Georgina Wild of HIM has some advice to attract shoppers to your store more often

At HIM we know that shoppers visit a convenience store on average nearly four times a week. However, with competition intensifying we should all be focused on understanding how we can get more shoppers to visit our stores more frequently.

As part of HIM's Driving Footfall to Convenience Stores study, we spoke to both frequent convenience store shoppers (those who visit a few times a week) and infrequent convenience store shoppers (those who visit less than once a week) to fully understand how we can get those who already visit regularly to visit even more frequently. We also wanted to find out how to get them to buy more and what to do to tempt the less frequent visitors through the doors more often.

So what would encourage already frequent shoppers to visit more often and buy more? Well, these shoppers tell us that they want stores to stock more of the brands they want. But is this a case of perception or reality? Are retailers using the core ranging advice from head office and suppliers enough? And if they are stocking the 'big brands' already, are they shouting about it loudly enough?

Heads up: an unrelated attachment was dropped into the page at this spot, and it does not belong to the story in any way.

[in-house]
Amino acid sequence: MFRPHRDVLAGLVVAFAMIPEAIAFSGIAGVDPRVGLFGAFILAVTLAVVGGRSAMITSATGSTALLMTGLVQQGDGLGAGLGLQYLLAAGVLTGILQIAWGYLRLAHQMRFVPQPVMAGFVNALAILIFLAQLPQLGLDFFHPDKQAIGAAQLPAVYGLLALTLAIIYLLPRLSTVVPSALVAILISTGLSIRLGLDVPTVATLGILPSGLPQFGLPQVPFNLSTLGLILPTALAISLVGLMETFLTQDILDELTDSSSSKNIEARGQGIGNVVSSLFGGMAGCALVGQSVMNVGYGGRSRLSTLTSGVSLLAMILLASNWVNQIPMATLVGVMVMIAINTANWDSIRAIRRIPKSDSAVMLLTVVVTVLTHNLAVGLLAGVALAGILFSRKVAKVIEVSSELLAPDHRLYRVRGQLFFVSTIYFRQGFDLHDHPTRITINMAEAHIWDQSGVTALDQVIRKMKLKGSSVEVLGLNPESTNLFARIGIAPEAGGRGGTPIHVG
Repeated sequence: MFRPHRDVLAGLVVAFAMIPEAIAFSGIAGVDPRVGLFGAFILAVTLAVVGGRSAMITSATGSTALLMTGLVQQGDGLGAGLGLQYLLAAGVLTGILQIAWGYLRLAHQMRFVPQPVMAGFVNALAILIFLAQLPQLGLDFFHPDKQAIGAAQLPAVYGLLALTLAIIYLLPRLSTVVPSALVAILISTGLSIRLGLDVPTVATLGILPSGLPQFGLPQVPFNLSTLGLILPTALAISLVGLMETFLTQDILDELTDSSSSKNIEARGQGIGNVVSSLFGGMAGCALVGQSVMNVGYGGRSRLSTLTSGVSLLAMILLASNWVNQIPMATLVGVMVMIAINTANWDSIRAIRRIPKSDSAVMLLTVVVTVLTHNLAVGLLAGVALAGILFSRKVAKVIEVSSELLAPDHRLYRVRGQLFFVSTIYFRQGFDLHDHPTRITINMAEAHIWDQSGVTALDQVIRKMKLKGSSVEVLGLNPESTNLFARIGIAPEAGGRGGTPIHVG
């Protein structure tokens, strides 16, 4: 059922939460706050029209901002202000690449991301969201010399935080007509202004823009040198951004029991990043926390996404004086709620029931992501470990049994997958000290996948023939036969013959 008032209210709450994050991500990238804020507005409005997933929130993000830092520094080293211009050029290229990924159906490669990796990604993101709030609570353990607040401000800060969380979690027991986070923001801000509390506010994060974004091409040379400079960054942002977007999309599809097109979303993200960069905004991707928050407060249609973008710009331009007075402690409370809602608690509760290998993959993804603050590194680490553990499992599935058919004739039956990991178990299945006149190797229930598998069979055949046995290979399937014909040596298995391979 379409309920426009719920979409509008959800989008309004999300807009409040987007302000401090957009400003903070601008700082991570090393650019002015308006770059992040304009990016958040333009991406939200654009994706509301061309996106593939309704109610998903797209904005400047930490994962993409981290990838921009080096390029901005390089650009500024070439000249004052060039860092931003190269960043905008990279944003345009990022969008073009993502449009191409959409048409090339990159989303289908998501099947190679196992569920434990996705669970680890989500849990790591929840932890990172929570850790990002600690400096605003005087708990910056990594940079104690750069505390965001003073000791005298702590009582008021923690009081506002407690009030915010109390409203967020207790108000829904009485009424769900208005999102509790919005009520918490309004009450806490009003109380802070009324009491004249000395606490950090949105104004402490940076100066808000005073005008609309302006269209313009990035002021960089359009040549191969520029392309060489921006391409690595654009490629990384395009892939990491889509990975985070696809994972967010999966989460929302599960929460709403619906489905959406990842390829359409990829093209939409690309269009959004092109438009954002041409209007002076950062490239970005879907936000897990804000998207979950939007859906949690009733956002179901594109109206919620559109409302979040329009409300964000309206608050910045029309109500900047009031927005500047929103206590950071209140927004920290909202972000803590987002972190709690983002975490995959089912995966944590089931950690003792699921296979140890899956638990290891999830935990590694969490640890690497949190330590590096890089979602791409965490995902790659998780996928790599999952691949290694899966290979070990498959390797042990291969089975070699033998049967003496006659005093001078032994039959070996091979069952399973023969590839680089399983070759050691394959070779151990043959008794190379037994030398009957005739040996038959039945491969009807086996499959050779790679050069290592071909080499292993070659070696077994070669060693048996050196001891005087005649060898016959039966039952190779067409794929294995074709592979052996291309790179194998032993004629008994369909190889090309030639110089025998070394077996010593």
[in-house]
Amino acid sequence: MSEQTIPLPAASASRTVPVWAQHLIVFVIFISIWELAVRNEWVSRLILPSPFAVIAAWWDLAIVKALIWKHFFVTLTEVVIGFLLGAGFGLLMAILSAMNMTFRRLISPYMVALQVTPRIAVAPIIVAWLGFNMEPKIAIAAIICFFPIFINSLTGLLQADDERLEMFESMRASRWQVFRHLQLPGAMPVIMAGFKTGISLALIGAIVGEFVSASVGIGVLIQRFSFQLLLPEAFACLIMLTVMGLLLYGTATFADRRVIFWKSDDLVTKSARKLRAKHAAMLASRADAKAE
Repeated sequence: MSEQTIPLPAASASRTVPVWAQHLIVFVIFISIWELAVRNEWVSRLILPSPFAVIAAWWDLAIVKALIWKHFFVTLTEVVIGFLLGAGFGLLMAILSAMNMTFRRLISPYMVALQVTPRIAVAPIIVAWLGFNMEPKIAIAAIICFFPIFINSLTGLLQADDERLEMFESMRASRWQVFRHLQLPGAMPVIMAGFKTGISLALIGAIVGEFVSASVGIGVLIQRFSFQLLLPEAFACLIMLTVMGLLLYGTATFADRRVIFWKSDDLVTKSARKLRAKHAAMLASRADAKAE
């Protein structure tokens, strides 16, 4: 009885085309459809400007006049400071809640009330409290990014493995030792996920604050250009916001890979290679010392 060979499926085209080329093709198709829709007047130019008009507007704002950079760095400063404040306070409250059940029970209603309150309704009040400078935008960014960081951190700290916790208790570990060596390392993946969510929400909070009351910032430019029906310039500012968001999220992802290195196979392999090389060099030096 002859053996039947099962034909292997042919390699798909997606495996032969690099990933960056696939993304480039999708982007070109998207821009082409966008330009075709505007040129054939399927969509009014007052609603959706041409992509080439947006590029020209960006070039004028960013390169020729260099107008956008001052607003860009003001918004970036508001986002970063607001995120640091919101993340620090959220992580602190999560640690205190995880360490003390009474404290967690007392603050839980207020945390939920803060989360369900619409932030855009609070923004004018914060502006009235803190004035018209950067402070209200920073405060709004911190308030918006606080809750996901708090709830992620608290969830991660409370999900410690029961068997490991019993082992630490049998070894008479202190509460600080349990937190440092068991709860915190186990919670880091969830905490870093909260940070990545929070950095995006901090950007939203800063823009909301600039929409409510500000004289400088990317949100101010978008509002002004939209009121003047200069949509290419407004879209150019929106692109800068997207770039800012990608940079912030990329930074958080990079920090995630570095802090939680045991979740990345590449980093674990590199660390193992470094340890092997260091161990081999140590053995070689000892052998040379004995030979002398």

The second biggest mention is for stores to focus more on fresh foods. We know "top-up" is the main mission in convenience stores, and when looking to top up 36% of UK adults mentioned fresh fruit & veg third behind only milk and bread. So could the fresh fruit & veg category be driving shoppers to your competitors?

As many as 75% of consumers agree that c-stores need to improve the range of fresh fruit & veg, and about 70% say the quality of the fresh fruit & veg in c-stores could be improved further.

Among the "less frequent shoppers", a better range of services such as dry-cleaning, parcel collection and drop off, pharmacy prescription collection and cash machines would all encourage them to pop into a convenience store more often.

They also mention that the current choice of meal solutions isn't inspiring we know that generally people are eating out less, so if stores offered 'meal for tonight' that would encourage shoppers to visit more frequently.